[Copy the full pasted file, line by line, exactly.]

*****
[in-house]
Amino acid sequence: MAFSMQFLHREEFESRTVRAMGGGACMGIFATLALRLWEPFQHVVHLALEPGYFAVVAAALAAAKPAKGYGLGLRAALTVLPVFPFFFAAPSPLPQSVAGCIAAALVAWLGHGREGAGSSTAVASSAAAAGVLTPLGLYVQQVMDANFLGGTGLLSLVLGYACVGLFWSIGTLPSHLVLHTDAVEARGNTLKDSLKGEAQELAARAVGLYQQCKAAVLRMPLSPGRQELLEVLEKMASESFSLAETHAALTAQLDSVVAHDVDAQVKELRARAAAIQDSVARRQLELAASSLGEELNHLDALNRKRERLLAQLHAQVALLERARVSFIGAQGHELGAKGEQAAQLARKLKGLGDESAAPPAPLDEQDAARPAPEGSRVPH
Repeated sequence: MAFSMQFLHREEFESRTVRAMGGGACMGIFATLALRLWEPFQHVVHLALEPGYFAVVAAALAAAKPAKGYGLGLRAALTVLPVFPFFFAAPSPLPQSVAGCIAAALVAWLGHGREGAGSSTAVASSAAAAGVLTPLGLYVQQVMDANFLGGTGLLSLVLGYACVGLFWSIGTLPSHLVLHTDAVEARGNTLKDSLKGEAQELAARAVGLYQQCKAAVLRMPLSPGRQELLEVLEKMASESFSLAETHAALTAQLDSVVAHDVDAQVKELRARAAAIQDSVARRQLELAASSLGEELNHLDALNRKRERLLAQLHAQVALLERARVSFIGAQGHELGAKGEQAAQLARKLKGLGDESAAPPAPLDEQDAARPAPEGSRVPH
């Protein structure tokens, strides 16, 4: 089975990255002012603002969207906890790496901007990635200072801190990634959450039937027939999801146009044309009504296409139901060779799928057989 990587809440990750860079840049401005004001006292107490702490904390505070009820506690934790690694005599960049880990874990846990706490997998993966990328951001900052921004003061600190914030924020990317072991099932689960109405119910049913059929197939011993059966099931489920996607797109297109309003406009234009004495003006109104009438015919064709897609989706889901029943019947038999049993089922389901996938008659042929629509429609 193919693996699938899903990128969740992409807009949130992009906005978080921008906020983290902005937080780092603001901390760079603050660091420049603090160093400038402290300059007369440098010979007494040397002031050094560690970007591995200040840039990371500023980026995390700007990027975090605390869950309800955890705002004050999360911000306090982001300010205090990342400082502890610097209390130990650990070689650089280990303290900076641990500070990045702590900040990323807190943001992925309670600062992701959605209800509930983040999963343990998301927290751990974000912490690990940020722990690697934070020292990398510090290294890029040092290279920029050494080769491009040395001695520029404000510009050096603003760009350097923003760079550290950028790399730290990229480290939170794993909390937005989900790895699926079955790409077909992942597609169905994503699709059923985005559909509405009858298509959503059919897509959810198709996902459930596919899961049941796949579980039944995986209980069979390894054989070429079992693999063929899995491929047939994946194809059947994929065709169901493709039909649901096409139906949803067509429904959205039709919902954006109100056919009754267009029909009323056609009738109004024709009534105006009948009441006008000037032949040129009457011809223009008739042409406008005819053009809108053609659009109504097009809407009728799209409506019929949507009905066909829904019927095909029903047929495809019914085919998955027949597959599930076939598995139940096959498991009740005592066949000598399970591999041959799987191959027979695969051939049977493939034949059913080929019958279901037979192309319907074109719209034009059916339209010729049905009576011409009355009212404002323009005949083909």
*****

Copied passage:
[in-house]
Amino acid sequence: MAFSMQFLHREEFESRTVRAMGGGACMGIFATLALRLWEPFQHVVHLALEPGYFAVVAAALAAAKPAKGYGLGLRAALTVLPVFPFFFAAPSPLPQSVAGCIAAALVAWLGHGREGAGSSTAVASSAAAAGVLTPLGLYVQQVMDANFLGGTGLLSLVLGYACVGLFWSIGTLPSHLVLHTDAVEARGNTLKDSLKGEAQELAARAVGLYQQCKAAVLRMPLSPGRQELLEVLEKMASESFSLAETHAALTAQLDSVVAHDVDAQVKELRARAAAIQDSVARRQLELAASSLGEELNHLDALNRKRERLLAQLHAQVALLERARVSFIGAQGHELGAKGEQAAQLARKLKGLGDESAAPPAPLDEQDAARPAPEGSRVPH
Repeated sequence: MAFSMQFLHREEFESRTVRAMGGGACMGIFATLALRLWEPFQHVVHLALEPGYFAVVAAALAAAKPAKGYGLGLRAALTVLPVFPFFFAAPSPLPQSVAGCIAAALVAWLGHGREGAGSSTAVASSAAAAGVLTPLGLYVQQVMDANFLGGTGLLSLVLGYACVGLFWSIGTLPSHLVLHTDAVEARGNTLKDSLKGEAQELAARAVGLYQQCKAAVLRMPLSPGRQELLEVLEKMASESFSLAETHAALTAQLDSVVAHDVDAQVKELRARAAAIQDSVARRQLELAASSLGEELNHLDALNRKRERLLAQLHAQVALLERARVSFIGAQGHELGAKGEQAAQLARKLKGLGDESAAPPAPLDEQDAARPAPEGSRVPH
């Protein structure tokens, strides 16, 4: 089975990255002012603002969207906890790496901007990635200072801190990634959450039937027939999801146009044309009504296409139901060779799928057989 990587809440990750860079840049401005004001006292107490702490904390505070009820506690934790690694005599960049880990874990846990706490997998993966990328951001900052921004003061600190914030924020990317072991099932689960109405119910049913059929197939011993059966099931489920996607797109297109309003406009234009004495003006109104009438015919064709897609989706889901029943019947038999049993089922389901996938008659042929629509429609 193919693996699938899903990128969740992409807009949130992009906005978080921008906020983290902005937080780092603001901390760079603050660091420049603090160093400038402290300059007369440098010979007494040397002031050094560690970007591995200040840039990371500023980026995390700007990027975090605390869950309800955890705002004050999360911000306090982001300010205090990342400082502890610097209390130990650990070689650089280990303290900076641990500070990045702590900040990323807190943001992925309670600062992701959605209800509930983040999963343990998301927290751990974000912490690990940020722990690697934070020292990398510090290294890029040092290279920029050494080769491009040395001695520029404000510009050096603003760009350097923003760079550290950028790399730290990229480290939170794993909390937005989900790895699926079955790409077909992942597609169905994503699709059923985005559909509405009858298509959503059919897509959810198709996902459930596919899961049941796949579980039944995986209980069979390894054989070429079992693999063929899995491929047939994946194809059947994929065709169901493709039909649901096409139906949803067509429904959205039709919902954006109100056919009754267009029909009323056609009738109004024709009534105006009948009441006008000037032949040129009457011809223009008739042409406008005819053009809108053609659009109504097009809407009728799209409506019929949507009905066909829904019927095909029903047929495809019914085919998955027949597959599930076939598995139940096959498991009740005592066949000598399970591999041959799987191959027979695969051939049977493939034949059913080929019958279901037979192309319907074109719209034009059916339209010729049905009576011409009355009212404002323009005949083909």